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China Has Deep Concerns for Humanitarian Situation in Iraq
China is deeply concerned and anxious about the sudden deterioration of the humanitarian situation in Iraq, said Foreign Ministry spokesman Kong Quan at a regular press conference in Beijing Thursday.

The Chinese government would offer the Iraqi people tents as humanitarian aid, which would be transported to Jordan for distribution to the Iraqi people, he said.

China would continue to provide aid to reduce the humanitarian disaster, he said.

Over 60 countries had registered to speak in the ongoing urgent and open debate on the war in Iraq in the United Nations Security Council, he said, noting that peace, rather than war, was the common wish of the international community.

The Chinese government again strongly appealed for an early end to the war, and was willing to work with other nations to push the Iraq issue back on the track of a political solution, he added.

With regard to the nuclear issue on Korean Peninsula, Kong said China hoped the United States and the Democratic People's Republic of Korea (DPRK) could resolve the issue through direct dialogue.

Kong said China and the DPRK, as good neighbors, had frequently exchanged views on bilateral relations, and regional and international issues.

China maintained that political and diplomatic talks were the best way to realize a nuclear-free Korean Peninsula, to safeguard its peace and stability and to solve the DPRK nuclear issue, he said.

Peace and stability on Korean Peninsula were important to the region and the countries concerned, he said, adding that China had appealed for concerted efforts for peace and stability and to solve the nuclear issue through dialogue, rather than sanctions or other methods which would lead to the deterioration of situation.

The DPRK nuclear issue had historical causes and had previously been resolved through the 1994 agreement, he said.

China would also study and consider other suggestions and methods conducive to a nuclear-free Korean Peninsula and the stability of the peninsula.

In an update on the situation regarding the atypical pneumonia cases in Beijing and Shanxi Province, Kong said China was taking effective measures to contain a killer pneumonia virus that is confounding medical chiefs worldwide.

Kong quoted the Beijing Municipal Health Bureau as saying eight people had been hospitalized this month, and three had died.

Atypical pneumonia begins with a high fever, chill, with coughing and breathing difficulties. It can deteriorate rapidly into pneumonia.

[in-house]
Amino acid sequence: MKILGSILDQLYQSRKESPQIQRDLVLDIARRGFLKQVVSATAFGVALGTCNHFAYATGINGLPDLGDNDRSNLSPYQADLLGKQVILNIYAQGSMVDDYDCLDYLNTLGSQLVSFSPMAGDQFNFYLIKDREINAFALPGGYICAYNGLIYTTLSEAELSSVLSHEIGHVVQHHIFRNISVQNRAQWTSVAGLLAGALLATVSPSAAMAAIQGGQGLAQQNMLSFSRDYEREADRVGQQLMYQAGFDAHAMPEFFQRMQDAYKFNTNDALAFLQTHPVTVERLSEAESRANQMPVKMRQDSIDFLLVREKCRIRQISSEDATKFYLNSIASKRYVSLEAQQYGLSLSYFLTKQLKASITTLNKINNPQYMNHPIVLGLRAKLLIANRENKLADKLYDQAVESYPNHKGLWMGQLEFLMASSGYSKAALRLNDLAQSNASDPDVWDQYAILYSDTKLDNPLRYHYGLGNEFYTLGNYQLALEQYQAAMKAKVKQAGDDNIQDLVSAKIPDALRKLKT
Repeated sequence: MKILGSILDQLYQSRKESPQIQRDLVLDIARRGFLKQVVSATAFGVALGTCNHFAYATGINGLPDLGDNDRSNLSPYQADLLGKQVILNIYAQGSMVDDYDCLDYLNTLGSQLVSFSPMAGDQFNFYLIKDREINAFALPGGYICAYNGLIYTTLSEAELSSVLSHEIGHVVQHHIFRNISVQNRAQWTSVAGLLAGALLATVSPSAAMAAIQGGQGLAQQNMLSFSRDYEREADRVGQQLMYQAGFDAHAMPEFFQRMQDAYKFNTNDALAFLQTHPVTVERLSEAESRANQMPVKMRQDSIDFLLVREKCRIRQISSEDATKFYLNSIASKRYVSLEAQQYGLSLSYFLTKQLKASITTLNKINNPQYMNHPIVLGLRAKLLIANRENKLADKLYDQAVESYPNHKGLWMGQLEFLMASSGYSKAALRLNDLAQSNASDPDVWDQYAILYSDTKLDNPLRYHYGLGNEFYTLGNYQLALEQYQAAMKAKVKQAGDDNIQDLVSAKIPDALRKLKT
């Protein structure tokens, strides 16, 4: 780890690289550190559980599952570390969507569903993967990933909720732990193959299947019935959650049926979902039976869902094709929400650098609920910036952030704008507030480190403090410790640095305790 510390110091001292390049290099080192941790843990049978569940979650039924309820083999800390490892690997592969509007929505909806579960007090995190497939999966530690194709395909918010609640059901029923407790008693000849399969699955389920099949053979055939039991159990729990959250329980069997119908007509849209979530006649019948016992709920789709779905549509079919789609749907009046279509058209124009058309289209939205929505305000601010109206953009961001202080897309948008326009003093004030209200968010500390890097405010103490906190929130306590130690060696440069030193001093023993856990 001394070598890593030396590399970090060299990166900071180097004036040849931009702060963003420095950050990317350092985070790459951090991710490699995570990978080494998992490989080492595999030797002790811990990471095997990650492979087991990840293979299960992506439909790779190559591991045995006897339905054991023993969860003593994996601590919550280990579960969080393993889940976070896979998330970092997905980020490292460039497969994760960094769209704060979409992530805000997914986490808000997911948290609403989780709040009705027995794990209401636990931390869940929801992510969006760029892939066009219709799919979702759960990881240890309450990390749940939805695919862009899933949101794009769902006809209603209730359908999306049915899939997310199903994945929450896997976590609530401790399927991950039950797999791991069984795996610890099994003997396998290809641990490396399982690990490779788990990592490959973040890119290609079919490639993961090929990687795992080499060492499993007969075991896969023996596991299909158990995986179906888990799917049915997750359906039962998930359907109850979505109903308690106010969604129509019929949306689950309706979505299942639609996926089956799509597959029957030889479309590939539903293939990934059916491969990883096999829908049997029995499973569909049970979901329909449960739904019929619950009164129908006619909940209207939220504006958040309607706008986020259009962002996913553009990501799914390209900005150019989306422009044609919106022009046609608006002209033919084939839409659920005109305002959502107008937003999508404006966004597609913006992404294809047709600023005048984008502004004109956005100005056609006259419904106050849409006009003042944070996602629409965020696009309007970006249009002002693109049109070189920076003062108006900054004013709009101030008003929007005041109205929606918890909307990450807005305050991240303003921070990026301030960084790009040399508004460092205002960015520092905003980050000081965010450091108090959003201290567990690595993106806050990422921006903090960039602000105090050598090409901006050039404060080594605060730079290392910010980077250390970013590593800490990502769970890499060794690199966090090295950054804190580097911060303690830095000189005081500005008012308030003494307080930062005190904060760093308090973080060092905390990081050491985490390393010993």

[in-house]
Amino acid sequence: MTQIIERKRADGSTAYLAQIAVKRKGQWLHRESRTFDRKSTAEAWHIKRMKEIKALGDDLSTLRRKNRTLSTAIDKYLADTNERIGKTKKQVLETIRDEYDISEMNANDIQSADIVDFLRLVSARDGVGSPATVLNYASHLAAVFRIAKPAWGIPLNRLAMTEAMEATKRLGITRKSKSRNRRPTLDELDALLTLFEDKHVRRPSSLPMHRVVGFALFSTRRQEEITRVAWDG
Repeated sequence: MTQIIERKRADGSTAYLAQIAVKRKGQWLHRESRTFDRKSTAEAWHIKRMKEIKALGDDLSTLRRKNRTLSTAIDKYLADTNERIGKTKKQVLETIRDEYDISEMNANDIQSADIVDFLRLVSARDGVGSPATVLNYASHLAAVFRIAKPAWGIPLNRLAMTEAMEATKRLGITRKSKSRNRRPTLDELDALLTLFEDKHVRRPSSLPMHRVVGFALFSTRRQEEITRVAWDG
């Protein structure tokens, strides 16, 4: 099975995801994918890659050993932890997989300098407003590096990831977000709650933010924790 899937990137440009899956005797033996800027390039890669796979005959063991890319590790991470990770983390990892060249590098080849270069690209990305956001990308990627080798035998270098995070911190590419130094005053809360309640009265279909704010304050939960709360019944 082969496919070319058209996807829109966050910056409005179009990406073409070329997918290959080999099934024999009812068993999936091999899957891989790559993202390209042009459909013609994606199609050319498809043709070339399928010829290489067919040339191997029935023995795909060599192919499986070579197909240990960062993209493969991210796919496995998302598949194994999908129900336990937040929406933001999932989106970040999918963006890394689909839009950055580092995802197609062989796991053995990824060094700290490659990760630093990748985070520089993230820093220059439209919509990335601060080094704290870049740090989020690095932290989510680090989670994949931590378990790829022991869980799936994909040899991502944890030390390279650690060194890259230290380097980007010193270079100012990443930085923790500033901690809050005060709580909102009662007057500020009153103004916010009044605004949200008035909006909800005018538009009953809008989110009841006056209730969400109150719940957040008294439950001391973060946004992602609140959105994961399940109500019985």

It has been reported that the mystery illness has killed 34 people in the mainland, including 31 from Guangdong Province.

Kong said all patients receiving treatment in Beijing had been sent from other areas of China.

"The Chinese Government will not hide an epidemic situation,'' Kong said, adding he believed the government was capable of dealing with emergencies and ensuring public health.

He said there had been no reports of foreigners becoming infected with the illness in the Chinese mainland.

A WHO team of experts is currently in China to assist in prevention and treatment of the disease. It has expressed satisfaction at the measures the nation has taken to combat the disease.

In Taiyuan, the capital of Shanxi Province, four cases of atypical pneumonia have been identified, Kong said.

"Two of the victims had already recovered and left the hospital by Monday, while the others remain in hospital for treatment and will soon be released,'' Kong told the press conference.

Kong also stressed the Chinese Government was "highly concerned'' about the reported cases of atypical pneumonia in Taiwan and was willing to communicate and exchange information with Taiwan.

In Hong Kong, researchers said Thursday there had been a breakthrough in identifying the atypical pneumonia virus, and diagnostic tests would be available at all local hospitals Friday.

The announcement was first made by the University of Hong Kong's Chief of Virology, Malik Pereis.

Yuen Kwok-yung, senior scientist of the Department of Microbiology at the University of Hong Kong, explained that the new test would be able to reveal if a person had been infected with the virus within three to four hours.

Yuen said such virus could only survive for three hours in dry places, and he called on citizens to be highly careful of the highly contagious disease, which is commonly transmitted by fingertips.

(Sources from Xinhua News Agency and China Daily, March 28, 2003)

Atypical Pneumonia Kills 34 on China's Mainland
Guangdong Reports Progress in Combating Atypical pneumonia
UN Expected to Adopt Soon Resolution on Iraq Humanitarian Aid
Annan Expects Security Council Consensus on Humanitarian Aid to Iraq
HK Govt Pledges to Give Top Priority to Tackling Disease
Respect Geneva Convention on POWs, Urges FM
China to Continue Promoting Denuclearization of Korean Peninsula
People Desire and Yearn for Peace: Chinese FM
WHO Experts to Research Cause of Atypical Pneumonia in China
Task Force Formed to Check Atypical Pneumonia in Hong Kong
Ministry of Foreign Affairs
War on Iraq
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